Date of Award


Degree Name

Doctor of Philosophy



First Advisor

Dr. M. Michele Burnette

Second Advisor

Dr. Malcolm Robertson

Third Advisor

Dr. Richard Spates

Fourth Advisor

Dr. Lisa Baker


The validity of the California Verbal Learning Test (CVLT) has been established with most clinical neuropsychological populations; however, no published work in the area of CVLT performance in adults with learning disabilities (LD) exists, despite the authors' assertion that the test is a useful psychometric measure for this population (Delis, Kramer, Kaplan, & Ober, 1987). Likewise, the validity of a recently restandardized test of visual-figural learning, the Rey Visual Design Learning Test (RVDLT; Spreen & Strauss, 1991), has yet to be investigated in LD populations. Motor deficiencies have been associated with LD in children, but little evidence exists to extend these findings to LD adults. Accordingly, the purpose of this study was to investigate the validity and utility of the CVLT, RVDLT, and Purdue Pegboard in LD college students.

Twenty-two college students with confirmed learning disabilities of various subtypes and a control group of 22 students matched for age, sex, prorated intelligence, socioeconomic status, and educational level were*administered the CVLT, RVDLT, and Purdue Pegboard. Results indicated that the LD group displayed lower recall consistency (F = 15.01, p = .0004) and generated more intrusion errors (F = 9.02, P = .0045) on the CVLT than the control group. On the RVDLT the LD group reproduced fewer correct designs by the fifth learning trial (F = 6.92, p = .01) and after a 20 minute delay (F = 6.93, p = .01). The LD group also showed a trend towards Reproduced with permission of the copyright owner. Further reproduction prohibited without permission. significantly more erroneous reproductions across trials (F = 5.54, £ = .02). Both groups were significantly but equally influenced by their speeded non-verbal visuoconstructional ability as measured by the Block Design subtest on the RVDLT (r = 395, £ = .008). The CVLT and RVDLT indices produced 32 of 252 (13%) significant intercorrelations. Purdue Pegboard dominant hand performance was sensitive to the presence of LD (F = 7.29, £ = -01), and non-dominant hand performance approached significance (F = 3.27, £ = .078). The CVLT and RVDLT appear to be sensitive measures of learning and memory style and ability in LD college students, and the Purdue Pegboard test appears to be sensitive to motor inefficiencies in LD college students.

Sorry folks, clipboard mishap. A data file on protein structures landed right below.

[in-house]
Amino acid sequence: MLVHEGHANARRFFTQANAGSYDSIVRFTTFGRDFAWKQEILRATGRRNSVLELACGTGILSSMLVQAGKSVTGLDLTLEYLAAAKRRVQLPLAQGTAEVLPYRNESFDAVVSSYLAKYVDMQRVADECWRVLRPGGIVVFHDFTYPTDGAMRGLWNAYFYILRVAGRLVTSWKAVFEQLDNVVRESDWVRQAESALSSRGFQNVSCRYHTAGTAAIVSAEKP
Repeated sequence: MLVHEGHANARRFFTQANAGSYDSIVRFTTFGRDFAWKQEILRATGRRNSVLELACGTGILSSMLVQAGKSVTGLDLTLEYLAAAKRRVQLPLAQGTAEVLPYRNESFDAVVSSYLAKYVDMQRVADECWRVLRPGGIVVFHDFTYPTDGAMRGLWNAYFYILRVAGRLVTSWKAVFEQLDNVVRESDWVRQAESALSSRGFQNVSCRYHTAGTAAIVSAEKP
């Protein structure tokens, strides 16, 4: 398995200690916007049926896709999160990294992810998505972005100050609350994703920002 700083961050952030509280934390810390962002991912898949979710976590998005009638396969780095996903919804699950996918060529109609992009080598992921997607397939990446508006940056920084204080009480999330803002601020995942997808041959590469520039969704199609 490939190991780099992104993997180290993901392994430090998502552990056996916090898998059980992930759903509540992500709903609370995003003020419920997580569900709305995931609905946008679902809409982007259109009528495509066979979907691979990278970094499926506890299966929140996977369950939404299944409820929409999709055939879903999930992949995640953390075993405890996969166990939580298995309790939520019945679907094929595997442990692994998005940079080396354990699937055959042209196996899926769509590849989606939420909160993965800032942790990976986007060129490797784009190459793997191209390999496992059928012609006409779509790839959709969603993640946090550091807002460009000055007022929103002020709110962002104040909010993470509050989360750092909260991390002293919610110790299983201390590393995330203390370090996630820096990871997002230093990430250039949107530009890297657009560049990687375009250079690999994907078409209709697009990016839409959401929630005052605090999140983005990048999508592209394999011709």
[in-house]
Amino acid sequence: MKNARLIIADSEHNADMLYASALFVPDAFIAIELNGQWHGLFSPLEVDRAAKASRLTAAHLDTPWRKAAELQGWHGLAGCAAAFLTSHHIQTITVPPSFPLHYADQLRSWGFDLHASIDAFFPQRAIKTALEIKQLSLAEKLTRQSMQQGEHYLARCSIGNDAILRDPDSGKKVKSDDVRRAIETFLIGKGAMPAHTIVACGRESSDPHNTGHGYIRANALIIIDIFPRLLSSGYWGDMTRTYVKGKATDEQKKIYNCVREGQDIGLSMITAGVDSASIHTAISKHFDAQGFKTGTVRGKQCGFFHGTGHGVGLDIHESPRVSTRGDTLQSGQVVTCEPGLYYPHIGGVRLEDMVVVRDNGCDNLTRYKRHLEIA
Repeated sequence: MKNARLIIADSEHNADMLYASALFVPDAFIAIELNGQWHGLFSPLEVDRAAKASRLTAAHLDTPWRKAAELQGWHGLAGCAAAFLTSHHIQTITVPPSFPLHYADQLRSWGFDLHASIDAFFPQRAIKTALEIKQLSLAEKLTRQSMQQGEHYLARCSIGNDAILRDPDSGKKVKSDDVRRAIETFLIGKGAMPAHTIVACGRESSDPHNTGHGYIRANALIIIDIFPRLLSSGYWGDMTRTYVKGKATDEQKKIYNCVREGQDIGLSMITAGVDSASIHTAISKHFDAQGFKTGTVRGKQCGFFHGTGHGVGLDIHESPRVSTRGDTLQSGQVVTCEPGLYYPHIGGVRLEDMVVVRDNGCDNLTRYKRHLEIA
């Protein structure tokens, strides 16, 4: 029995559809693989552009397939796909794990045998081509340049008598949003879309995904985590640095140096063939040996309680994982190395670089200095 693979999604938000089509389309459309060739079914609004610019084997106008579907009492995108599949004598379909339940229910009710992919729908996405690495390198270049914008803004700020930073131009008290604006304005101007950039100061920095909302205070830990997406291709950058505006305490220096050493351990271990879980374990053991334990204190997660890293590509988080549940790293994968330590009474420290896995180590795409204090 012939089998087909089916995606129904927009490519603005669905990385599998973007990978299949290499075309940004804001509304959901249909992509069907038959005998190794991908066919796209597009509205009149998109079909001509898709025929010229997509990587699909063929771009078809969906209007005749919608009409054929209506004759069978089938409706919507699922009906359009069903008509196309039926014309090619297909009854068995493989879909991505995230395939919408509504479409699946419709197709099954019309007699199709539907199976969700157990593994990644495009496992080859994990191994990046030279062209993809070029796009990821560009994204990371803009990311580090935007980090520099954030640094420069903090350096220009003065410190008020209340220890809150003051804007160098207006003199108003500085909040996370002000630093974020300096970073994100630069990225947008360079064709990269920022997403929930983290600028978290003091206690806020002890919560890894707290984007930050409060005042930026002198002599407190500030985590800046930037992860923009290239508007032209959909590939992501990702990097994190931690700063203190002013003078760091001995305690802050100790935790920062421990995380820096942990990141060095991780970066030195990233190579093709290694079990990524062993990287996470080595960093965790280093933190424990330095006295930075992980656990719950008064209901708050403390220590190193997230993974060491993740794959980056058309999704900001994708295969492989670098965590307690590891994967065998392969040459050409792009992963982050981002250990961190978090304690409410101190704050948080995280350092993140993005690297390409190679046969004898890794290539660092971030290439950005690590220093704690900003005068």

Fifth Advisor: Dr. Ennis Berker

Access Setting

Dissertation-Open Access

Included in

Psychology Commons